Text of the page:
2 EXAMPLES OF QVALITY FUNCTIONALITY
In Figure 1, we demonstrate the broad utility of qvality by applying it to three diverse bioinformatics applications. Details of each dataset are given in the online supplement. Briefly, the three applications are as follows.
First, we used shotgun proteomics to generate fragmentation spectra, and we assigned a peptide to each spectrum using a database search procedure coupled with a machine learning post-processor. In the top left panel of Figure 1, the series labeled ‘target’ is the distribution of observed scores, and the ‘decoy’ distribution is generated by searching against a database of shuffled sequences. In this example, the hypothesis we want to test is whether we have successfully identified the peptide that generated the observed spectrum.
The bottom left panel of Figure 1 demonstrates the accuracy of the PEPs estimated by qvality. The figure plots the quantiles of two different q-value distributions, one computed directly from the empirical null following the methodology of Storey (2002), and the other computed indirectly by first computing PEPs and then integrating. The latter method is expected to be less accurate, because we can measure the false discovery rate directly from the observed distributions of scores, while the PEPs are calculated using a smoothed estimate of the ratio between the observed and empirical null distribution. The figure shows that the two sets of q-values agree within a factor of two over four orders of magnitude.
The second application involves estimating statistical confidence scores for protein-binding footprints observed in a DNaseI-based cleavage assay. Here, the empirical null is derived by locally shuffling the cleavage counts. Again, Figure 1 shows the empirical and null distributions (top middle panel) and the accuracy of the estimated q-values (bottom middle panel).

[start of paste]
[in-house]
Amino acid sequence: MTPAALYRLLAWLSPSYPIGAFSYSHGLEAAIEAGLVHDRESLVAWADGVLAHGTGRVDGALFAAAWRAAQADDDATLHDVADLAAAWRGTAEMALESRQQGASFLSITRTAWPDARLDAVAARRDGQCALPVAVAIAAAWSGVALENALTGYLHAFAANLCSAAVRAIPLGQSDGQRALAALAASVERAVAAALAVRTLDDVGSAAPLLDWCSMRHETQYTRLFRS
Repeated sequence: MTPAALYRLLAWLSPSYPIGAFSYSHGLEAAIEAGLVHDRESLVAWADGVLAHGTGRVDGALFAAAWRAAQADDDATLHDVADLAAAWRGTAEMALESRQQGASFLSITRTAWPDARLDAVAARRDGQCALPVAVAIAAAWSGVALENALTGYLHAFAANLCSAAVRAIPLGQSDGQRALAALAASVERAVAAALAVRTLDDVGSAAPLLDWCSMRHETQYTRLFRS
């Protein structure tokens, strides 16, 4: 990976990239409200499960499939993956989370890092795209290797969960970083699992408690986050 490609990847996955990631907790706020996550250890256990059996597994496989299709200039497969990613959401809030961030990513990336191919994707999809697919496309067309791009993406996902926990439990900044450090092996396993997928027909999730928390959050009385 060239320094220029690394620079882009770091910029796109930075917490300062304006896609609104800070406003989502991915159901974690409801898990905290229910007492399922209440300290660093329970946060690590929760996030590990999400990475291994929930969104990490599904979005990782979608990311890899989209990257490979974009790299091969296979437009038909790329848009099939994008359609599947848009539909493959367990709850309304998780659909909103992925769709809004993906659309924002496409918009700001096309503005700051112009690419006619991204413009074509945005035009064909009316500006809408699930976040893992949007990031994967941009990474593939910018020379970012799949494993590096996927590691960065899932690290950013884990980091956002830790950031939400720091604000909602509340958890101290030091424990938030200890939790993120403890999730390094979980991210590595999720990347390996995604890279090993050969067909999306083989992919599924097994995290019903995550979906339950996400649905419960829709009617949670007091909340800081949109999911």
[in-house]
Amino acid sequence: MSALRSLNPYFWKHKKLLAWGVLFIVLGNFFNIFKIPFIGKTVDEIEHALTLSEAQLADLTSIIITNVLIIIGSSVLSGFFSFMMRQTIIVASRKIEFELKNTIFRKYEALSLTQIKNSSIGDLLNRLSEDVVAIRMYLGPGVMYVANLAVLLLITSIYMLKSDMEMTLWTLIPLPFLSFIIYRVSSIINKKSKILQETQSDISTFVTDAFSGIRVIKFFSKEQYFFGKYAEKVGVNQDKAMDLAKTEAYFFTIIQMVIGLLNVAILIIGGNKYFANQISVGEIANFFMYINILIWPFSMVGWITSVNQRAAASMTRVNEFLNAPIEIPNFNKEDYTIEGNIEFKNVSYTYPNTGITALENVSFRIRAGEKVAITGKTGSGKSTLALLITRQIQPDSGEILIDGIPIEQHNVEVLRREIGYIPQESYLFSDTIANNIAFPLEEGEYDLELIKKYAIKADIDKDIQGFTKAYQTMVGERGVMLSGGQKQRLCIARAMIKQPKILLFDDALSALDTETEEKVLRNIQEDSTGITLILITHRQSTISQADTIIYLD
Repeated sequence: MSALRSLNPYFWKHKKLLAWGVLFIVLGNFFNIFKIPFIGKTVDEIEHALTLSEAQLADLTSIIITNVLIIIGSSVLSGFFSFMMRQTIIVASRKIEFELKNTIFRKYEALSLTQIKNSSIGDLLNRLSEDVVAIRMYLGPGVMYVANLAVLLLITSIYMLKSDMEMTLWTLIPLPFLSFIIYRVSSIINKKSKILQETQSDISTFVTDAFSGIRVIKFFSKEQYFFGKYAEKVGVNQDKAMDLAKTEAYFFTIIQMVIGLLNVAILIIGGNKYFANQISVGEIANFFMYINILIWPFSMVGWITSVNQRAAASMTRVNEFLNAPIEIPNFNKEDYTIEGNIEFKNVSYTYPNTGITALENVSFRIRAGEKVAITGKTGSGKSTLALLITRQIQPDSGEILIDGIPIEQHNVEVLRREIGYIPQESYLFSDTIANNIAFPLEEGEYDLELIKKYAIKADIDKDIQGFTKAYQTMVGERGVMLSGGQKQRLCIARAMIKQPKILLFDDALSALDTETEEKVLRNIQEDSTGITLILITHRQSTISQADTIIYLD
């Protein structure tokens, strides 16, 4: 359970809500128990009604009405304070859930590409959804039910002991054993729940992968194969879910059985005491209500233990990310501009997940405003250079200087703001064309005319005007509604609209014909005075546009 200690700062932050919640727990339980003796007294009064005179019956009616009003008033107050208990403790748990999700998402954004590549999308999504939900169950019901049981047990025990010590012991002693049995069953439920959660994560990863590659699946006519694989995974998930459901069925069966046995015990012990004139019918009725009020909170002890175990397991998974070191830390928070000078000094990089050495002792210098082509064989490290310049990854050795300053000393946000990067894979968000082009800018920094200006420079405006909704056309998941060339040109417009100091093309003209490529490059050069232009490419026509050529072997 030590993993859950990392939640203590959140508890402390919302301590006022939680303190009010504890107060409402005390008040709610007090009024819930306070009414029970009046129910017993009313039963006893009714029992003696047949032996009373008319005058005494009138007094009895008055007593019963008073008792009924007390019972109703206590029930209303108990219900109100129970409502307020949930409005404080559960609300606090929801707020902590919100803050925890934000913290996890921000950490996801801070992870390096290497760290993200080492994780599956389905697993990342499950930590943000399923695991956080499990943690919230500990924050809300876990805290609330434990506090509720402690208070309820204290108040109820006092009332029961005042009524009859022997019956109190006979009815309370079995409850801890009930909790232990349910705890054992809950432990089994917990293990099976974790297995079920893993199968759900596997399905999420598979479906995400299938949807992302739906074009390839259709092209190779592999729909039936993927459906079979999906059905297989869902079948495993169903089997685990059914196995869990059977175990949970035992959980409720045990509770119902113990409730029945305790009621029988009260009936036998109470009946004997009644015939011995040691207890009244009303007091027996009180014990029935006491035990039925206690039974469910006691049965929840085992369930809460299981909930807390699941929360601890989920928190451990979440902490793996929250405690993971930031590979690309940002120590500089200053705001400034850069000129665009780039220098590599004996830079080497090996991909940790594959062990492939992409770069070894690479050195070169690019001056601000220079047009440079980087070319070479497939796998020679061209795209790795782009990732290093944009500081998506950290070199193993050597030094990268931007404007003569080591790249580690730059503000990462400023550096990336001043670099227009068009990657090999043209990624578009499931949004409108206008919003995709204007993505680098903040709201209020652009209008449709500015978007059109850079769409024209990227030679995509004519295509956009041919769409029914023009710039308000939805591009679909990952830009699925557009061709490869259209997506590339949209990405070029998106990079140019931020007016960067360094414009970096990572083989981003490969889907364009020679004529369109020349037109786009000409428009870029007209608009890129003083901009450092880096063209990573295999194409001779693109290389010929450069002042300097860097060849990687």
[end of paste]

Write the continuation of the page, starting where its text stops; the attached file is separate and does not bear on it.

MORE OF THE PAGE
qvality can also be applied to data for which analytical p-values are available. To illustrate this functionality, we scanned the ENCODE regions of the human genome with a position-specific scoring matrix representing the binding affinity of the DNA-binding protein CTCF. The right-hand panels in Figure 1 show the empirical distribution of these p-values, as well as the accuracy of the inferred q-values.
3 USAGE AND IMPLEMENTATION
qvality takes two files as input, containing the empirical and null score distributions. If the null distribution is not provided, then the empirical scores are interpreted as p-values. The program produces a three-column file listing the raw score, the q-value and the PEP as output. Note that, when a user applies an empirical null model, it is preferable to provide the observed and null scores separately, rather than precomputing p-values for input to qvality. This is because qvality requires the null scores for the PEP estimation procedure. If only p-values are provided, then qvality must estimate the null scores themselves from the p-values.
The input data are pooled together and binned into 500 equally sized bins. The fraction of null scores is calculated for each bin separately. A set of 2D spline knots are constructed from the median scores of the bins and the fractions of null scores. Thereafter, an interpolating natural cubic spline (Green and Silverman, 1994) is fitted to the spline knots with an iteratively reweighted least squares technique, and the roughness penalty is set to minimize cross-validation error using golden section search. Our approach is similar to that of Efron et al. (2001) and is described in more detail in Käll et al. (2008).
Computing q-values and PEPs for 70 000 scores and the same number of null scores takes ∼3 s on a 2.33 GHz Intel Xeon processor. The computation time and memory usage scales linearly with the size of the input.
Funding: This work was funded by NIH awards R01 EB007057 and P41 RR11823.
Conflict of Interest: none declared.